2. Acoustic backscatter data from a WBAT operating at 70kHz deployed at PMEC-SETS from April to September of 2016. 180 pings were collected at 1Hz every two hours, as part of the Advanced Laboratory and Field Arrays (ALFA) for Marine Energy project. Data was subject tomore » preliminary processing (noise removal, a threshold of -75dB was applied, surface turbulence and data below 0.5m from the bottom was removed). « less
  3. Life cycle analysis (LCA) is an environmental assessment method that quantifies the environmental performance of a product system over its entire lifetime, from cradle to grave. Based on a set of relevant metrics, the method is aptly suited for comparing the environmental performance of competingmore » products systems. This file contains LCA data and results for electric power production including geothermal power. The LCA for electric power has been broken down into two life cycle stages, namely plant and fuel cycles. Relevant metrics include the energy ratio and greenhouse gas (GHG) ratios, where the former is the ratio of system input energy to total lifetime electrical energy out and the latter is the ratio of the sum of all incurred greenhouse gases (in CO2 equivalents) divided by the same energy output. Specific information included herein are material to power (MPR) ratios for a range of power technologies for conventional thermoelectric, renewables (including three geothermal power technologies), and coproduced natural gas/geothermal power. For the geothermal power scenarios, the MPRs include the casing, cement, diesel, and water requirements for drilling wells and topside piping. Also included herein are energy and GHG ratios for plant and fuel cycle stages for the range of considered electricity generating technologies. Some of this information are MPR data extracted directly from the literature or from models (eg. ICARUS – a subset of ASPEN models) and others (energy and GHG ratios) are results calculated using GREET models and MPR data. MPR data for wells included herein were based on the Argonne well materials model and GETEM well count results. « less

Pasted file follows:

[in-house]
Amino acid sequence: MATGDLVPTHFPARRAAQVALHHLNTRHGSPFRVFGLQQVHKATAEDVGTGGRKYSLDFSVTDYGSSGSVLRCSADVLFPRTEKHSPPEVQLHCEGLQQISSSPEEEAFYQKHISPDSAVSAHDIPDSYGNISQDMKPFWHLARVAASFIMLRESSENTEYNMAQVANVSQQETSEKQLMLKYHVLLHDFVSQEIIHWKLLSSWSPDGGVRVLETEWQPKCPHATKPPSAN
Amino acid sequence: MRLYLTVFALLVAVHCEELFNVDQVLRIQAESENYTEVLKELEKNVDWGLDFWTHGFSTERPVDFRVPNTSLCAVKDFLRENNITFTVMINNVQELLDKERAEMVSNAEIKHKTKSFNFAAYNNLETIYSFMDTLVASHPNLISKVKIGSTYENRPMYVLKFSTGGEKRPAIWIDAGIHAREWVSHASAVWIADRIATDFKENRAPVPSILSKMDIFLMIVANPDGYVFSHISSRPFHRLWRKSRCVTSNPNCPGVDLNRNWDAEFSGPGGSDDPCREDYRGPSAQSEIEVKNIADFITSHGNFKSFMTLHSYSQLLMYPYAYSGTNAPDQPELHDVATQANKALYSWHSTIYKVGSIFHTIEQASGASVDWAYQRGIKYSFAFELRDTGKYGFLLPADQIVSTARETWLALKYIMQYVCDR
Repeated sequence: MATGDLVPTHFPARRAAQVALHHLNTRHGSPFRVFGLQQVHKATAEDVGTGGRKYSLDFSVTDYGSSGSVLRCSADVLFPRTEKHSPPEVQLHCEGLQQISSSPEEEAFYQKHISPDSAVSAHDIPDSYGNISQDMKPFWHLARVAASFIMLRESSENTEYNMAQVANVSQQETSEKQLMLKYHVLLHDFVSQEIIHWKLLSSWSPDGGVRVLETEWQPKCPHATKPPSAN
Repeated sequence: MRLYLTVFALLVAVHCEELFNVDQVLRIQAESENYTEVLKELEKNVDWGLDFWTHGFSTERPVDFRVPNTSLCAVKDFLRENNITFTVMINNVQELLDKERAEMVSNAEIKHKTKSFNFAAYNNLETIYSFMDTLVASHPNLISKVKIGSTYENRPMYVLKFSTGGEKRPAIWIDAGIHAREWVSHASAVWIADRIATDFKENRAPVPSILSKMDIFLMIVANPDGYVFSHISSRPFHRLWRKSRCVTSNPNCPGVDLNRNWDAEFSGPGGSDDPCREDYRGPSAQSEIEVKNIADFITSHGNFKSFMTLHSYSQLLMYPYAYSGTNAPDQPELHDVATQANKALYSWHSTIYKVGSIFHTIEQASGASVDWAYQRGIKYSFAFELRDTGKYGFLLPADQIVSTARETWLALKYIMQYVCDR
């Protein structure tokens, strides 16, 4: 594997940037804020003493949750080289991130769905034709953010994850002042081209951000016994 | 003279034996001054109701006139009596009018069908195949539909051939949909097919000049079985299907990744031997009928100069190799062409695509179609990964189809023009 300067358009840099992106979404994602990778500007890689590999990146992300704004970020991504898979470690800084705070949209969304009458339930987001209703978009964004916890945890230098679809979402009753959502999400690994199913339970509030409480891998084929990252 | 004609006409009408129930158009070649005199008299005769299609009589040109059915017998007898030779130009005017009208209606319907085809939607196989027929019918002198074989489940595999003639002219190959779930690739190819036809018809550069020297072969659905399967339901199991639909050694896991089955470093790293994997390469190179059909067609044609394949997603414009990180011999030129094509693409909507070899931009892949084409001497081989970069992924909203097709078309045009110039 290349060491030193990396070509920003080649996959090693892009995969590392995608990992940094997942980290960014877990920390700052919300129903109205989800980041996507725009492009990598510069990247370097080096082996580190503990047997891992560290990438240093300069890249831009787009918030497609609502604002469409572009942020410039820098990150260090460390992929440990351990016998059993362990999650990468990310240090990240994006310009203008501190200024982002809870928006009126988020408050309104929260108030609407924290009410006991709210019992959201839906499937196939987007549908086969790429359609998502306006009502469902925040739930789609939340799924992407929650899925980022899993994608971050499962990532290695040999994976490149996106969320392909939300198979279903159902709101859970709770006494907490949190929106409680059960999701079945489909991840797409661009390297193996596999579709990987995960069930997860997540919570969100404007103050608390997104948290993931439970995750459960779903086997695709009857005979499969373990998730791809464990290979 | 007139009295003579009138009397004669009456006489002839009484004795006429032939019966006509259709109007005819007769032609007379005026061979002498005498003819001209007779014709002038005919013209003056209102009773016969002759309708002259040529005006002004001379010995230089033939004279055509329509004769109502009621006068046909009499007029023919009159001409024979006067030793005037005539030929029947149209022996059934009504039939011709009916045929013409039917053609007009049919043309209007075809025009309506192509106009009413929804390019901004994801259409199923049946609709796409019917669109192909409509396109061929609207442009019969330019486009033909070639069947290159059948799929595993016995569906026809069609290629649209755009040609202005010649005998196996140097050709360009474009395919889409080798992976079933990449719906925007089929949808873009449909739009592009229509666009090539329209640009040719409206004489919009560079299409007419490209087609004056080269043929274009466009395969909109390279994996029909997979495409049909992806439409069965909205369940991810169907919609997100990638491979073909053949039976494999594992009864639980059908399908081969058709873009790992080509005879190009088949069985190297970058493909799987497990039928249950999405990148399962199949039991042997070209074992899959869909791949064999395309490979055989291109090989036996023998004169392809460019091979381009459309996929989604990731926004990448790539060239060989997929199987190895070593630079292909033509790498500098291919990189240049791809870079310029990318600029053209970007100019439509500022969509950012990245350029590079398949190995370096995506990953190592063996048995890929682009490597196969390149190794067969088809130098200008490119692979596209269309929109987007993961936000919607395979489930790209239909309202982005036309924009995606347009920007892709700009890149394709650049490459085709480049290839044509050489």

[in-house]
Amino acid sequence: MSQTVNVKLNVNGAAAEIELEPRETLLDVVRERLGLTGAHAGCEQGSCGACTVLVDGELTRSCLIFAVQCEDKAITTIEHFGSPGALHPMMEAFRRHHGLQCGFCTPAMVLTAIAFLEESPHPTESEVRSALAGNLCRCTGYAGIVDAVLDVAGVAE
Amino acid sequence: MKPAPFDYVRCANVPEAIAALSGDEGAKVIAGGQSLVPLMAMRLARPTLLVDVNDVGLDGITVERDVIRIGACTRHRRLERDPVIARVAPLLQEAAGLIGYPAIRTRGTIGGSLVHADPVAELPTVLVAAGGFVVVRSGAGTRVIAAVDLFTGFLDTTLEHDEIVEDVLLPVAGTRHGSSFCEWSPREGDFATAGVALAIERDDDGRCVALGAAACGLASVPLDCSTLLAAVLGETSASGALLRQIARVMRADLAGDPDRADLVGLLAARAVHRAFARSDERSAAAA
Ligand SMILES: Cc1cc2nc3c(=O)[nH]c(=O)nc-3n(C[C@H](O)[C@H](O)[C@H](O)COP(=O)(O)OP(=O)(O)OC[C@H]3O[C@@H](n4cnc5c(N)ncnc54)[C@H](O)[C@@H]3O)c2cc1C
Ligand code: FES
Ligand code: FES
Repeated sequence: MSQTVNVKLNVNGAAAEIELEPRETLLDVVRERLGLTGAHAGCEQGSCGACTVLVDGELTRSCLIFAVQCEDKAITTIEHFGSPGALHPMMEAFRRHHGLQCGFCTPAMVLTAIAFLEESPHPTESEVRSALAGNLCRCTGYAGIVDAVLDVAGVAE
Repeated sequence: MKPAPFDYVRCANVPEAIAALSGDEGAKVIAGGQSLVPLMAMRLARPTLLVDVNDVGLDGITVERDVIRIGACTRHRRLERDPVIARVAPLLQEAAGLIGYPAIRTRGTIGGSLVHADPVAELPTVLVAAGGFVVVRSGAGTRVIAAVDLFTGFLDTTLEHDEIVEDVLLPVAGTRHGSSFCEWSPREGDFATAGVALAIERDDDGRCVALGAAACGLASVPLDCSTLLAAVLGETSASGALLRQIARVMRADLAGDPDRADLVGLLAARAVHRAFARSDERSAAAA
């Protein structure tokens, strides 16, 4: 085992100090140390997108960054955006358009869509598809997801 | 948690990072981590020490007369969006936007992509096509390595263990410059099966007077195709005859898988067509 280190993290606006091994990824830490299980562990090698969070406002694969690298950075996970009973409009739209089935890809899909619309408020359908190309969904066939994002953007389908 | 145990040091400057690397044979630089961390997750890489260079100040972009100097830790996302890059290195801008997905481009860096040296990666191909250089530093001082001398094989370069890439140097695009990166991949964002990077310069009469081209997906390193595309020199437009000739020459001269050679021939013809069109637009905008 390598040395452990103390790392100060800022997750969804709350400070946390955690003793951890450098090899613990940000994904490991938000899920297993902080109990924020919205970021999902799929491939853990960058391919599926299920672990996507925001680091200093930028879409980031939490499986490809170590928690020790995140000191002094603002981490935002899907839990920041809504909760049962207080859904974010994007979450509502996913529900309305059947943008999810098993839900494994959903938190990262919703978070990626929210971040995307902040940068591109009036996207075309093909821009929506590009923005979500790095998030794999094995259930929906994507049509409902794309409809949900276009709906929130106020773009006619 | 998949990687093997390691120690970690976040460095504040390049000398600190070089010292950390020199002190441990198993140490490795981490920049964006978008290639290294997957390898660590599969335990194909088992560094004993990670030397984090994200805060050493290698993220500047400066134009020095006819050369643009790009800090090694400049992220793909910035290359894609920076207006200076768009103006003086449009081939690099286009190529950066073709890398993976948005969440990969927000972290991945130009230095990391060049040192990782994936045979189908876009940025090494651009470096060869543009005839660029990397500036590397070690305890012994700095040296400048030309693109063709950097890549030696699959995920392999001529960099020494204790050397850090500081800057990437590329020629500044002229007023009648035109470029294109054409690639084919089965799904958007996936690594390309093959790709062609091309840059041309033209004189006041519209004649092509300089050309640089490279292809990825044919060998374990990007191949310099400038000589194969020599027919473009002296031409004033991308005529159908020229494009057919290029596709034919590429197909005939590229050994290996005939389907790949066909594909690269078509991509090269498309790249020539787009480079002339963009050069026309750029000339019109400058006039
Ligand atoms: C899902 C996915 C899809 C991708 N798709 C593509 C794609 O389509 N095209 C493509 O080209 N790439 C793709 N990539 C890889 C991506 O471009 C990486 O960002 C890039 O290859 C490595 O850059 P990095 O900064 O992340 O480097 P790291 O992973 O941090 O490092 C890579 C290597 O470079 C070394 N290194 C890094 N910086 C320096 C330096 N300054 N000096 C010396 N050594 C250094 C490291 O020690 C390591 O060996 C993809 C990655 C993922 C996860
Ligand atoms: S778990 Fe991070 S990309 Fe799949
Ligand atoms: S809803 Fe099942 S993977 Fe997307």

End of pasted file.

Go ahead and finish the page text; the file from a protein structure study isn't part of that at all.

4. These data summarize adsorption experiments conducted with Gd in 0.5 M NaCl. Results represent preliminary, proof-of-concept data utilizing fine-powder silica gel as the adsorbent support. Future testing will focus on larger, application-appropriate beads.
  5. These data summarize adsorption experiments conducted with Gd in 0.5 M NaCl. Results represent preliminary, proof-of-concept data utilizing fine-powder silica gel as the adsorbent support. Future testing will focus on larger, application-appropriate beads.